So is it really a ‘healthy option’?

    [Reply]

    Jason Reply:

    I’m also a bit confused why falafel is a healthy option. It’s deep fried. I know the spices can be healthy but do they still contain the nutrition after 4 minutes in the deep fry?

    [Reply]

    Stephanie Reply:

    I’m no expert, but felafel is made of chick peas. If oil is hot enough, the cooked stuff shouldn’t absorb that much of it. But of course the caveat is that the oil should be clean, of high-quality, and heated to a sufficient temperature!

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    Jason Reply:

    Thanks for that Steph. Because the chick peas are crushed, I was thinking that they would absorb more oil. I love felafel and always wondered just how healthy they really are.

    Stephanie Reply:

    I really don’t know, to be sure, but that’s my understanding of the frying process. :)

  • Casey

    Hmmm…being vegetarian, I would always choose a salad at a food court over anything else. I have no trouble with gluten so sometimes I’d have vegetarian sushi at a food court. I’m surprised a bit by how much ‘healthy eating’ when out seems to rely n eating the meat…which obviously I can’t/won’t. Also, I would have thought that the meat in those food courts would be something to avoid like the plague – who knows how long it’s been sitting there and at what temperature? So what’s left? Why is a salad so bad? Is it the salad, or the dressing?

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  • Fiona

    I’m kind of surprised you opt for meat because I feel like non-organic meat is chock-full of hormones and bad stuff. Not judging–I just would have expected different choices.

    [Reply]

    Sarah Wilson

    Sarah WilsonSarah Wilson Reply:

    Hi Fiona – and others who’ve asked about the meat position. VERY good points and I’ve thought about it. But end of day we all do what we need to. My attitude to everything is that I do my best (ethically environmentally health-wise) as often as I can and then make exceptions in order to get on with my life. I’ve read a bit on this – Nina Planck discusses it in her Real Food book – that in regards to meat, this approach (eating the non grass fed etc meat) is actually the best option of a bad bunch. From an enviro POV too.
    But each to their own.
    From a health POV, if our bodies are in good condition from eating well most of the time, they can process the toxins quite effortlessly. No big deal.

    [Reply]

    Rosie Reply:

    You make some really good points Sarah. I really appreciate your thoughts and advice!

    [Reply]

  • Fiona

    And other people mentioned the factory slaughterhouses, which is a good point, too. Some of these choices (overall, not just yours!) strike me as odd, but it’s interesting to know what people order!

    [Reply]

  • Rosie

    It’s still a bit of trial and error with me. While I have tried to do more “protein” (minus eggs or dairy as I’m intolerant to these) and a salad or vegetables when eating out, I now think that a vegetarian or maybe a fish or even a rice dish might be a better option. I’ve ordered chicken in the past but as others have mentioned, unless you know that it’s organic or free range then I’m thinking it’s really not the best option.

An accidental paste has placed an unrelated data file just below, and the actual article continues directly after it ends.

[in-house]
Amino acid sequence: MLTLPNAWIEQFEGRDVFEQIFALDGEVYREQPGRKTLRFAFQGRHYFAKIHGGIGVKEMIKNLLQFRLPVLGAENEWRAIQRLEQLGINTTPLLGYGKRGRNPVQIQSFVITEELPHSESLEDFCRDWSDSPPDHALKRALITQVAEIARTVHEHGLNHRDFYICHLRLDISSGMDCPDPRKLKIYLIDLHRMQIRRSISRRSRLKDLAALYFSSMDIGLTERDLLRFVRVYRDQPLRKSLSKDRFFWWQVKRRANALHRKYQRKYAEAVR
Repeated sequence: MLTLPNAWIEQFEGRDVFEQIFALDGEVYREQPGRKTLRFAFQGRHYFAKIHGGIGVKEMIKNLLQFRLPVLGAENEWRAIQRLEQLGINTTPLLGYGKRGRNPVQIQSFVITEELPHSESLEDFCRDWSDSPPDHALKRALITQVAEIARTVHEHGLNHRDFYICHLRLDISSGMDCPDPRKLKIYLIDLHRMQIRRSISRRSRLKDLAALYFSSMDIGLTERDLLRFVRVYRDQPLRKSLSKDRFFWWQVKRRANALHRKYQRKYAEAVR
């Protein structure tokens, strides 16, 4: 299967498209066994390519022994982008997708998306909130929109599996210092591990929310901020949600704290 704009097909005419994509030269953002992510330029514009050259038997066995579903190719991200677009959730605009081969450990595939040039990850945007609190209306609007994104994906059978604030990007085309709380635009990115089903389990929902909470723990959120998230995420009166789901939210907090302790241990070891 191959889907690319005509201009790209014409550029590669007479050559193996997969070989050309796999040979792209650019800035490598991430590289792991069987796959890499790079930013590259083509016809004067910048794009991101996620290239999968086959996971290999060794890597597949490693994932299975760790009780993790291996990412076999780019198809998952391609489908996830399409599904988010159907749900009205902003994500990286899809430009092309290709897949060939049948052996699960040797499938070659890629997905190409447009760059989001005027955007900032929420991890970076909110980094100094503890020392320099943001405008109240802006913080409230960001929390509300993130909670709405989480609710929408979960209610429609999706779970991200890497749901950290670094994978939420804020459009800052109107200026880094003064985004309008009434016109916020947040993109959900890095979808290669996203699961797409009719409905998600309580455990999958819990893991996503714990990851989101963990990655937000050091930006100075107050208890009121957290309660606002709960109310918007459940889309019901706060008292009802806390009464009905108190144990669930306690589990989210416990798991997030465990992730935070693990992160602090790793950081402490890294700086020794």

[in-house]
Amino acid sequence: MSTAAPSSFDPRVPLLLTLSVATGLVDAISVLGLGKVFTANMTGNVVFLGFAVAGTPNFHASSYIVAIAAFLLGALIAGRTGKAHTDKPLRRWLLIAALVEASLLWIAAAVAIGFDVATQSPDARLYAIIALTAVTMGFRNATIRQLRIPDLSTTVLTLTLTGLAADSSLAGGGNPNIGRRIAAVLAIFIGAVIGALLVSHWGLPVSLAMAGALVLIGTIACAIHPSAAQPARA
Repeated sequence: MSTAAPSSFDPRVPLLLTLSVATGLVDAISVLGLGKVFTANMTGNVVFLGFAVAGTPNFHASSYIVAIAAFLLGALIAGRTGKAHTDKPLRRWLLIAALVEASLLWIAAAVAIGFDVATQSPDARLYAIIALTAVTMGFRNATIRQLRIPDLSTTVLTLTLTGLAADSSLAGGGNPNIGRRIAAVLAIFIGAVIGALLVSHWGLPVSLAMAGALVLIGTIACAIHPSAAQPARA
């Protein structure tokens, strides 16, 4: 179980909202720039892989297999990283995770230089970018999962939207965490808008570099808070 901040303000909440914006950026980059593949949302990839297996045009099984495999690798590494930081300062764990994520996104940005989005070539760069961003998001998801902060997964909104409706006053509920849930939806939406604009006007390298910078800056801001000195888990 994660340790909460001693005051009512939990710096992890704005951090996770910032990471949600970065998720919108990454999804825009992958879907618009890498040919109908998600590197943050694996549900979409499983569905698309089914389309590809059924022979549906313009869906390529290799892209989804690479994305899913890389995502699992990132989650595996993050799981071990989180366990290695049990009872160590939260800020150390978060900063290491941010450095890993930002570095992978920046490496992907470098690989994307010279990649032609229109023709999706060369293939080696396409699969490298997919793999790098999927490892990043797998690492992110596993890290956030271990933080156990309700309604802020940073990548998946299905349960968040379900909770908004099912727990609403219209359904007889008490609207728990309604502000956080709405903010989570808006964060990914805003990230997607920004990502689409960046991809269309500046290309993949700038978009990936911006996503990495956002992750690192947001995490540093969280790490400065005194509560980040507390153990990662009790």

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  • Monkey Mia

    My entire trip across America I pretty much lived on bacon and eggs, plain salad, and steak. I actually rather liked it, although it was frustrating at the time. I swear that most Texans think gluten is some kind of industrial glue. They had no concept of, Im actually allergic to this stuff, it will hurt me badly if I eat it.

    Im surprised at the judgemental comments here though. Fair enough you want to make good choices at home, but travelling is a lot harder. If eating some non-organically-fed, not-free-range chicken when your only other choices are Big Mac or starve, then shit happens. Dont let the perfect be the enemy of the good.

    [Reply]

    Rosie Reply:

    Understand your comments Mia. I’m not judging here but speaking for myself, if there is another option to non-organic/free-range meat when travelling then I’ll take it.

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    Maria Hannaford Reply:

    ‘Judgemental’ certainly wasn’t what I was going for either. I made the decision to not support that sort of farming, so I choose to avoid those meats where I can, that’s it. Entitled to say it, and hope that others might take it on board where/when they can also, if they want to. Not saying it’s always easy either. It’s bloody hard! I often end up walking around for ages umming and ahhing over what to eat.

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    Monkey Mia Reply:

    Sorry… maybe “judgemental” was a little harsh a word. Its not always possible to be perfect, was what I was trying to say. My point was more to cut yourself some slack, do the best you can, and then pick up your great eating again tomorrow WITHOUT giving yourself a guilt trip over it. There are worse things that could happen to you than eating some slightly impure food when it’s your only choice.

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    Rosie Reply:

    That’s cool Mia I do get what you’re saying. And yep I try to do the best with the options I have and sometimes that means the chicken. At the end of the day my seletions aren’t always perfect or the best for me but I live ‘n learn… :-)

    [Reply]

    Monkey Mia Reply: